Silveria’s activism continued throughout his tenure. In July 2020, the USAFA football coaching staff produced a social media video supporting the Marxist organization Black Lives Matter. This was a remarkable departure from the Academy’s ethos to publicly avoid politics, but Silveria did not intervene to remove the video. In the same month, in a letter to the Academy Family, he insinuated that systemic racism existed at USAFA. He directed that an investigation be completed within two months — the results of which are still confidential. STARRS, an organization pledged to resist racism and radical agendas in the military, submitted a Freedom of Information Act request in an effort to force transparency regarding the report’s contents — a request which remains unanswered after more than 700 days. Judicial Watch sued the U.S. Department of Defense to release the document to the public.
Silveria retired in 2020 but left his replacement, Lt. Gen. Richard Clark to contend with 250 cadets involved in the largest cheating scandal in USAFA history that occurred during the final months of his tenure. The Honor Code forbids lying, cheating, stealing, or tolerating dishonorable conduct. Twenty years ago, the Commandant of Cadets briefed my graduating class that the current generation of cadets could not be expected to adhere to these standards. This March in an article in Checkpoints Magazine, Superintendent Clark reiterated a similar assessment, confirming a continued theme of low expectations.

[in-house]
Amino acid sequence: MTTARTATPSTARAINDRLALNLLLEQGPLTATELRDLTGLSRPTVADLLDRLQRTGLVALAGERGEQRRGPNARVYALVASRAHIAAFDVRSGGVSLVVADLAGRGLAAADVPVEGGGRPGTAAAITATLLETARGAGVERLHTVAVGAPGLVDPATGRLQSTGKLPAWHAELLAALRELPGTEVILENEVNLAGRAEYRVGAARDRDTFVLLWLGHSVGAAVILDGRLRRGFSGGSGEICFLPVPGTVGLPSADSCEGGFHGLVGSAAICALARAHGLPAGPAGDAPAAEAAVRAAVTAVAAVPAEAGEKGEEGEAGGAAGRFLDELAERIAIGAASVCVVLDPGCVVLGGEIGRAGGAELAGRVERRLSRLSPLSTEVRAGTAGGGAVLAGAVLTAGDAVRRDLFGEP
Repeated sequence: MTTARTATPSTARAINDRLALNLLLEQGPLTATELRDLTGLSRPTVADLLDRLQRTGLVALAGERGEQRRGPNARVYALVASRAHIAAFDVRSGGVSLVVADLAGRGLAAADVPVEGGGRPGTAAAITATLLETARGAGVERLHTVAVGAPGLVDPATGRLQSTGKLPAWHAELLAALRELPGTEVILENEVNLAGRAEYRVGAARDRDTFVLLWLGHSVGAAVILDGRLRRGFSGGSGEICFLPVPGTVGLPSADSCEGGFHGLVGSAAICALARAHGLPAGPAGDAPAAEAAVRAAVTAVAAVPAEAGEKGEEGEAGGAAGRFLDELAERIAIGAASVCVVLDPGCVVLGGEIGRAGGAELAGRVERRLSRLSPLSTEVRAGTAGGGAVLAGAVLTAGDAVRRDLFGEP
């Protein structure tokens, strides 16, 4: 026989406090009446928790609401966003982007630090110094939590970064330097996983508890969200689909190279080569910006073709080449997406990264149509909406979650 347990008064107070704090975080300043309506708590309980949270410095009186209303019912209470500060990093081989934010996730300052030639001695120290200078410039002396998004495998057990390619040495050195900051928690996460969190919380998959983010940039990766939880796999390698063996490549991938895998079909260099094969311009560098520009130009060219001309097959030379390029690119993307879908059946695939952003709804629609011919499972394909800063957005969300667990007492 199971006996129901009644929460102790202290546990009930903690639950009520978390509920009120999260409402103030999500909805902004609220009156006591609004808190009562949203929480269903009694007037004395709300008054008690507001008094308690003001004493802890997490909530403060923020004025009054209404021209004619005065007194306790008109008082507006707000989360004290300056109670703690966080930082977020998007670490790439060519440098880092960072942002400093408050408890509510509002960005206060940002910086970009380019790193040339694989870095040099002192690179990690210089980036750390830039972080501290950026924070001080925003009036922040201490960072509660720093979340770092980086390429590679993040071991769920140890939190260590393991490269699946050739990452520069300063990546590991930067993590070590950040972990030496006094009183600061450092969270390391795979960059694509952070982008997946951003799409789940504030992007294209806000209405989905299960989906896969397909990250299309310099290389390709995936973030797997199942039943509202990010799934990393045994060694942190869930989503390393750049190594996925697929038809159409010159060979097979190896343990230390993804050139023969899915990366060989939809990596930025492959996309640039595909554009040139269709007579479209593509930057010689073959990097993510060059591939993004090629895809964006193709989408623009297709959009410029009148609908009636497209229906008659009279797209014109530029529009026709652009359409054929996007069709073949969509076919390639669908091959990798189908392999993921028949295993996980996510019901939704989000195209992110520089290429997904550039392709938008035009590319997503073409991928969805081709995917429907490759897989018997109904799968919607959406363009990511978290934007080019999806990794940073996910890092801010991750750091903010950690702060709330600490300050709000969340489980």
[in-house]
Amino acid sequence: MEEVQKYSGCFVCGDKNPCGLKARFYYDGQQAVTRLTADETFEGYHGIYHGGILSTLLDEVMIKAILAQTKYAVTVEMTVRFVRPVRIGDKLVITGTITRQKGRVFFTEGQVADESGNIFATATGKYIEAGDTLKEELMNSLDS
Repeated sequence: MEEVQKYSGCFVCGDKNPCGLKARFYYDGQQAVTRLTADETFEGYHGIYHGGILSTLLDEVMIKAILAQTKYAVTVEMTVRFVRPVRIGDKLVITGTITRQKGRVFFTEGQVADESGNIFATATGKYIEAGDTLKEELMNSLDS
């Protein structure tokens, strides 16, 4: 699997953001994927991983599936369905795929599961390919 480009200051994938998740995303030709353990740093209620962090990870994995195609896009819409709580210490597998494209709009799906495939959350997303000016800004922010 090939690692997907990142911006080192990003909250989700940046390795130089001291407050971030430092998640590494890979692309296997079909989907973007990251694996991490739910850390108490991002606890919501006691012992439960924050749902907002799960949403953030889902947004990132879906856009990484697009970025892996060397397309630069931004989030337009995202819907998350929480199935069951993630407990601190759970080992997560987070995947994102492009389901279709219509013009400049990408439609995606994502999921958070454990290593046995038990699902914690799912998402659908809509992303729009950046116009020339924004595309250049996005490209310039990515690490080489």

As Superintendent Clark dealt with his predecessor’s problems, he continued his own activist agenda. He supported a required reading program for incoming cadets that included George Takei’s anti-American screed, They Called Us Enemy. Lynn Chandler-Garcia, a professor in the political science department, publicly acknowledged teaching Critical Race Theory at USAFA. General Clark disputed Professor Chandler’s claim and maintained that the subject is taught, but not promoted. Calls from the graduate community to clarify the issue by releasing the course syllabuses continue to be ignored.
General Clark has been a steadfast proponent of mandatory Covid-19 vaccinations for all members of the Cadet Wing. He has denied all requests for religious and medical exemptions, citing obsolete data derived from the early stages of the pandemic, and failing to recognize the low probability of serious disease, and the negligible benefit and attendant risks of the vaccine in the healthy cadet population.